- The Washington Times - Thursday, May 16, 2002

US Airways' unions warned management yesterday the unions will cast a skeptical eye on the airline's pending restructuring plan, which likely will seek significant pay concessions from employees.
Airline executives offered only the broadest outline of their restructuring plan at the annual shareholders meeting yesterday: creating partnerships with other domestic and international carriers, seeking concessions from labor unions and lenders and securing a federally backed loan to stave off bankruptcy.
Details of the plan are expected today. But union leaders who spoke at the meeting said they want to see hard evidence of the plan's viability before granting any concessions.
"It just seems like it's not a long-range plan," said Karen Lascoli, chairman of the Association of Flight Attendants' US Airways unit. "It's a quick fix and then we're back to where we started."
Chris Beebe, who represents US Airways pilots, said that "our pilots do not doubt that a guaranteed loan is needed, nor do we doubt that the company's financial situation requires immediate attention. However, if we are asked to invest in a plan that shapes our future we must believe in it. We must know that it will be viable and faithfully executed."
The airline industry, especially US Airways, faced a lot of adversity in 2001. The Arlington airline entered the year with an offer from United Airlines to buy the company at $60 a share. Shares closed up seven cents at $2.92 a share on the New York Stock Exchange. The company lost $2.1 billion, a whopping $31.48 per share.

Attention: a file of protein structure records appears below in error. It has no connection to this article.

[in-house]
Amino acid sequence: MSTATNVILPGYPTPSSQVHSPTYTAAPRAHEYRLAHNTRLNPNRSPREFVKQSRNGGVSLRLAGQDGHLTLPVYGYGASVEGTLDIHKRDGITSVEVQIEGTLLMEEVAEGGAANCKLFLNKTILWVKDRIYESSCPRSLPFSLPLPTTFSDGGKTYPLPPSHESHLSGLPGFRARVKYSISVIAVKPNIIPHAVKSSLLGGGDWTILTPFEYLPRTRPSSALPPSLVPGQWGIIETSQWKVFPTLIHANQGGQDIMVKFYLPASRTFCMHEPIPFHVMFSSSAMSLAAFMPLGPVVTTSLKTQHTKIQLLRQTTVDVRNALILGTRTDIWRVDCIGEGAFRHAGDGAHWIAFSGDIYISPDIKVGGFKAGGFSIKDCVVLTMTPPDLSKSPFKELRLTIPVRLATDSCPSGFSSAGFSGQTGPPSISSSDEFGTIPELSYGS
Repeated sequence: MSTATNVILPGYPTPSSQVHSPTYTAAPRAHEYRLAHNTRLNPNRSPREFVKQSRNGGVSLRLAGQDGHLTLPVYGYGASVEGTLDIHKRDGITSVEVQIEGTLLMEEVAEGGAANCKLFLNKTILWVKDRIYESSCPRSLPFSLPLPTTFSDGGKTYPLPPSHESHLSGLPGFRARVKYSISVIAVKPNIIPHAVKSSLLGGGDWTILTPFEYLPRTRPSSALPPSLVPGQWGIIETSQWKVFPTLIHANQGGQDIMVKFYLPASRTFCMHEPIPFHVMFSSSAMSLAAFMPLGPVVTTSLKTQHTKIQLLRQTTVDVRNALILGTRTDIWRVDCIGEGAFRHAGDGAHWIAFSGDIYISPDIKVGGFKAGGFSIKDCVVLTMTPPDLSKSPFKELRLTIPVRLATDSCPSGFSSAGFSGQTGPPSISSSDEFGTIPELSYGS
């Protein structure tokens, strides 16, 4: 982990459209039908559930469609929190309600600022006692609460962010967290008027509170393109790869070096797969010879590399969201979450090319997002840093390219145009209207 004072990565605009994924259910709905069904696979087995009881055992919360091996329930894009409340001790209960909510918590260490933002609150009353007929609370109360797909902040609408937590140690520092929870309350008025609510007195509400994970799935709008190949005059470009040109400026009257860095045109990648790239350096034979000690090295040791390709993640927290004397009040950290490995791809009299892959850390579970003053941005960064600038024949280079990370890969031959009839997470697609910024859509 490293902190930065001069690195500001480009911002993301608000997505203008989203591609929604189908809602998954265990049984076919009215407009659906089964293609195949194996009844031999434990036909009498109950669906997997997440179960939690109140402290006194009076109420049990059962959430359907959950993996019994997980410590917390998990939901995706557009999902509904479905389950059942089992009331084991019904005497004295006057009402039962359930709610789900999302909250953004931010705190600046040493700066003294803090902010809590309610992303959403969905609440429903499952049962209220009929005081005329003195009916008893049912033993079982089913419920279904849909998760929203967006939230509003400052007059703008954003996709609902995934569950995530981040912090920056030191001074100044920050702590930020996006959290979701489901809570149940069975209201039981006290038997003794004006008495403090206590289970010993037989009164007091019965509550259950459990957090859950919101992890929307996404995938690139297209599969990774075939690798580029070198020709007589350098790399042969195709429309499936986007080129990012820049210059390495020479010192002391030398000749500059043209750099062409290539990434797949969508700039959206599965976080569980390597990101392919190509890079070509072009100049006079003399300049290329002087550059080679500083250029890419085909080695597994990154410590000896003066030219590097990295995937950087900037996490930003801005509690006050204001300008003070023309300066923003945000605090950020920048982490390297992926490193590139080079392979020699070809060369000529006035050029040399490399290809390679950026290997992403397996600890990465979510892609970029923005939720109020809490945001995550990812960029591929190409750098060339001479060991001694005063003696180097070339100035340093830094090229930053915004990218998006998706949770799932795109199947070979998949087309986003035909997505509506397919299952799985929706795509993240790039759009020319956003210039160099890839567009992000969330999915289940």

It reduced capacity by 23 percent and laid off 11,000 of its 46,000 employees after the September 11 terrorist attacks. US Airways suffered disproportionately after the attacks Ronald Reagan Washington National Airport, where the airline is the largest carrier, remained closed for 24 days. The airport was authorized to operate at full capacity just last month. Also, because the company's core strength is short routes along the East Coast, many customers had the option to travel by car or train.
In addition, the airline has the industry's highest labor costs. Most unions have contracts that guarantee parity with the nation's four largest airlines, plus 1 percent. The company has said it cannot sustain such high rates, especially now that US Airways has dropped to seventh place, from sixth, as the nation's largest domestic airline.
Last week, the company warned that it might have to file for bankruptcy if it cannot obtain federally backed loans that were a part of a congressional bailout of the industry last year.
At the meeting yesterday, the company's new president, David Siegel, said seeking concessions from employees, lenders and others is "a painful process, nothing I like asking for. It's a necessity to ensure our survival long term."
Mr. Siegel received a vote of confidence at the meeting from the man who runs the company that now ranks as US Airways' largest shareholder. Jonathan Ornstein, chief executive at Mesa Air Group, said he worked with Mr. Siegel at Continental Airlines Inc. in the mid 1990s, and that Mr. Siegel played a major part in reviving that airline.
Mr. Ornstein, whose airline operates under the US Airways Express banner, said his company has continued to buy stock even as the price has plummeted.
"I don't think there will be a bankruptcy filing," Mr. Ornstein said. "The airline industry has a very sophisticated group of lenders. They realize it's much better to do something outside of bankruptcy."

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